Teach, speak or blog on topics that you know something about, or about which you want to learn. And if there isn't something out there that meets your needs, create your own. These extracurricular activities can help you see more possibilities, increase your visibility with people who can later help you land the next role or project, and, in the process, motivate you to shed some of the time-consuming tasks and responsibilities that no longer merit so much of your attention.
4. Communicate ‘why’

The overwhelming success of the TED conferences and videos has produced a cottage industry of books and workshops that teach people how to do a TED-type talk. People are signing up in droves to learn because communication skills are at a premium today, no matter what we do.

TED talks have a recipe that anyone can follow. It often starts with a story from the speaker's personal experience; the story illustrates and motivates the main point the person wants to make. Once the audience is hooked by the story, the main points – the technical or scientific bits – are easier to follow and retain. The talk usually ends with the moral of the personal story, reminding the audience that the message, no matter how arcane, is personal.

You probably already know which stories are your best ones. What you need to learn now is how and when to tell them in the service of your leadership. One way to learn is to pay attention to people who are good at telling stories. What do these storytellers do? It helps even more to practice. One great advantage of the different job-expanding methods outlined above is that they also provide ready-made, live audiences for practicing telling your story.
5. Get some slack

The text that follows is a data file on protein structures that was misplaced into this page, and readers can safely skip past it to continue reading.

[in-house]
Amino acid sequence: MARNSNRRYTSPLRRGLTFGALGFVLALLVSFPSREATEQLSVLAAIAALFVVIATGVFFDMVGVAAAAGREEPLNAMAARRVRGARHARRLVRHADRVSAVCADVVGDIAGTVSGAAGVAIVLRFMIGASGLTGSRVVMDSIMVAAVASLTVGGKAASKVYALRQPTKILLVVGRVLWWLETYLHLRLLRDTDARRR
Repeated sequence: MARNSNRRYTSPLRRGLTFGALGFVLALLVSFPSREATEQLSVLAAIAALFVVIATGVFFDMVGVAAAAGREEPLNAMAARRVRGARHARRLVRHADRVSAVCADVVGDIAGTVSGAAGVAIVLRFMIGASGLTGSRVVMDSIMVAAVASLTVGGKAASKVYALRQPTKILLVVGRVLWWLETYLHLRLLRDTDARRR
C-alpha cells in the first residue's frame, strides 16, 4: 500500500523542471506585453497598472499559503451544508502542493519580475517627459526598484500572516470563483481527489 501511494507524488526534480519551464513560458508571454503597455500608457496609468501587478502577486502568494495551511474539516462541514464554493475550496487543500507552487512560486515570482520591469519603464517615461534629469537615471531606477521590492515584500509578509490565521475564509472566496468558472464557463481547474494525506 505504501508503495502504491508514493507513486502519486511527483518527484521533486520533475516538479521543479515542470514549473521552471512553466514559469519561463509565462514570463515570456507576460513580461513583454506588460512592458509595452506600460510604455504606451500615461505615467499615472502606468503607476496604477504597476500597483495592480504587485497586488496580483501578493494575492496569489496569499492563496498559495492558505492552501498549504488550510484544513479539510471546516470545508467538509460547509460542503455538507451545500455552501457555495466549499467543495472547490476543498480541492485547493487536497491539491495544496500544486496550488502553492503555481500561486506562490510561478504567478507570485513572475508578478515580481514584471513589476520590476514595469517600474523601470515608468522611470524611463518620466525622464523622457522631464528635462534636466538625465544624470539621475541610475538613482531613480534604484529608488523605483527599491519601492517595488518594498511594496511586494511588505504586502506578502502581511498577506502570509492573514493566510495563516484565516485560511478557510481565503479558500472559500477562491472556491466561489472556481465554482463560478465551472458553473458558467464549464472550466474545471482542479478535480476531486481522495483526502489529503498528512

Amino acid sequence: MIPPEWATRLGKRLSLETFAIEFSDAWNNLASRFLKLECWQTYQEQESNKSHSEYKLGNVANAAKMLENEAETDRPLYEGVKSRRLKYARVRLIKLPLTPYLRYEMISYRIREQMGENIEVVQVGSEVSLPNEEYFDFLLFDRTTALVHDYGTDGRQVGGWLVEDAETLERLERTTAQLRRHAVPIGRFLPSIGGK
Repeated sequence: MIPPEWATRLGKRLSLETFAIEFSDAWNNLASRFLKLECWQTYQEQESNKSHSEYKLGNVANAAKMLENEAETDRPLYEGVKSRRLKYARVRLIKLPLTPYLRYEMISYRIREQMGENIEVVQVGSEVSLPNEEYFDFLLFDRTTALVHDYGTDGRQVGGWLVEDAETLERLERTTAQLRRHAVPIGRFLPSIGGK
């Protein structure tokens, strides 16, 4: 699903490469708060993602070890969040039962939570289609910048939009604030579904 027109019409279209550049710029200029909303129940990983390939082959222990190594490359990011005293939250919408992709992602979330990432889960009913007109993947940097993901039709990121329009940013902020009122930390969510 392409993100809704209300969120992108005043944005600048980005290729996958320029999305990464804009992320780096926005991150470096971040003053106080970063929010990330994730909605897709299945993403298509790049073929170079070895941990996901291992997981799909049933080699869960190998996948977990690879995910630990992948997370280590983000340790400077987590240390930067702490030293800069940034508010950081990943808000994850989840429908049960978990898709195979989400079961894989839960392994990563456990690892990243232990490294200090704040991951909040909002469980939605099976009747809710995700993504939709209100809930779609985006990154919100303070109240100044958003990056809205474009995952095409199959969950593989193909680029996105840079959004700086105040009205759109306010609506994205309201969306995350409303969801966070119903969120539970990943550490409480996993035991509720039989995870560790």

Many years ago, a still-unknown management scholar named John Kotter [professor at Harvard Business School and leading voice in the field of business management] took a handheld camera and followed a bunch of general managers around to see what they actually did. Kotter also filmed the managers' agendas. As you might expect, the contrast between the diaries of the more effective managers and those of the less effective ones is striking. But it's not what you might expect. The most effective managers had plenty of slack in their schedule: lots of unscheduled time. The less effective managers had diaries overflowing with meetings, travel, conference calls, and formal presentations.

The new ways of thinking and acting involved in stepping up to leadership require a precious and scarce resource – time. If you're like most of the managers and professionals I teach, routine and immediate demands crowd out the time you need for the more unstructured work of leadership. When you are stretched to the hilt, it's hard to ask yourself: “Am I focusing on the right things?” We fail to build in the necessary slack, precisely because time is short and there is so much to do.

It's when we are at our busiest that we most need to free up time so that we can use it for the non-routine and the unexpected. In this way, we increase our capacity to lead, as Kotter's effective general managers did.

Reprinted by permission of Harvard Business Review Press. Excerpted from ‘Act Like a Leader, Think Like a Leader.’ Copyright 2015. Herminia Ibarra. All rights reserved.

  • Photography: Harry Borden


First published
April 2016
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About: Herminia Ibarra
Herminia Ibarra is professor of organizational behavior, leadership and learning at INSEAD, and currently visiting professor at London Business School. Thinkers 50 named the author of ‘Act Like a Leader, Think Like a Leader’ among the top 10 most influential business gurus in the world.